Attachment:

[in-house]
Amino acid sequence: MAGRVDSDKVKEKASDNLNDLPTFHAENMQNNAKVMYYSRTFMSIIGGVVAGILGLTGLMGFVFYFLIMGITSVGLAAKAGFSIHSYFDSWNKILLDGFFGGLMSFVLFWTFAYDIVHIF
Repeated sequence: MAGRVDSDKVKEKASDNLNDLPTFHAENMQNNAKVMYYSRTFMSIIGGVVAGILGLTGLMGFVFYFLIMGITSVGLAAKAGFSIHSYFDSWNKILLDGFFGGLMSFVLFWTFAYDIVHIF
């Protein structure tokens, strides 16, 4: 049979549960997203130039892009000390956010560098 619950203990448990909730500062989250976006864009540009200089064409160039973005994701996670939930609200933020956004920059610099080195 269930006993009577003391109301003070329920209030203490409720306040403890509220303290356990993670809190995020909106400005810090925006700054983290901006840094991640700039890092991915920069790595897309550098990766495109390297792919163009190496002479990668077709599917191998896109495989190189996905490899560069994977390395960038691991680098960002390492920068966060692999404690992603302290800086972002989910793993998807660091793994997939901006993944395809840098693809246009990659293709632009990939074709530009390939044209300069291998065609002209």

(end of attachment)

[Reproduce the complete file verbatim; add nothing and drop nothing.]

[in-house]
Amino acid sequence: MAGRVDSDKVKEKASDNLNDLPTFHAENMQNNAKVMYYSRTFMSIIGGVVAGILGLTGLMGFVFYFLIMGITSVGLAAKAGFSIHSYFDSWNKILLDGFFGGLMSFVLFWTFAYDIVHIF
Repeated sequence: MAGRVDSDKVKEKASDNLNDLPTFHAENMQNNAKVMYYSRTFMSIIGGVVAGILGLTGLMGFVFYFLIMGITSVGLAAKAGFSIHSYFDSWNKILLDGFFGGLMSFVLFWTFAYDIVHIF
């Protein structure tokens, strides 16, 4: 049979549960997203130039892009000390956010560098 619950203990448990909730500062989250976006864009540009200089064409160039973005994701996670939930609200933020956004920059610099080195 269930006993009577003391109301003070329920209030203490409720306040403890509220303290356990993670809190995020909106400005810090925006700054983290901006840094991640700039890092991915920069790595897309550098990766495109390297792919163009190496002479990668077709599917191998896109495989190189996905490899560069994977390395960038691991680098960002390492920068966060692999404690992603302290800086972002989910793993998807660091793994997939901006993944395809840098693809246009990659293709632009990939074709530009390939044209300069291998065609002209």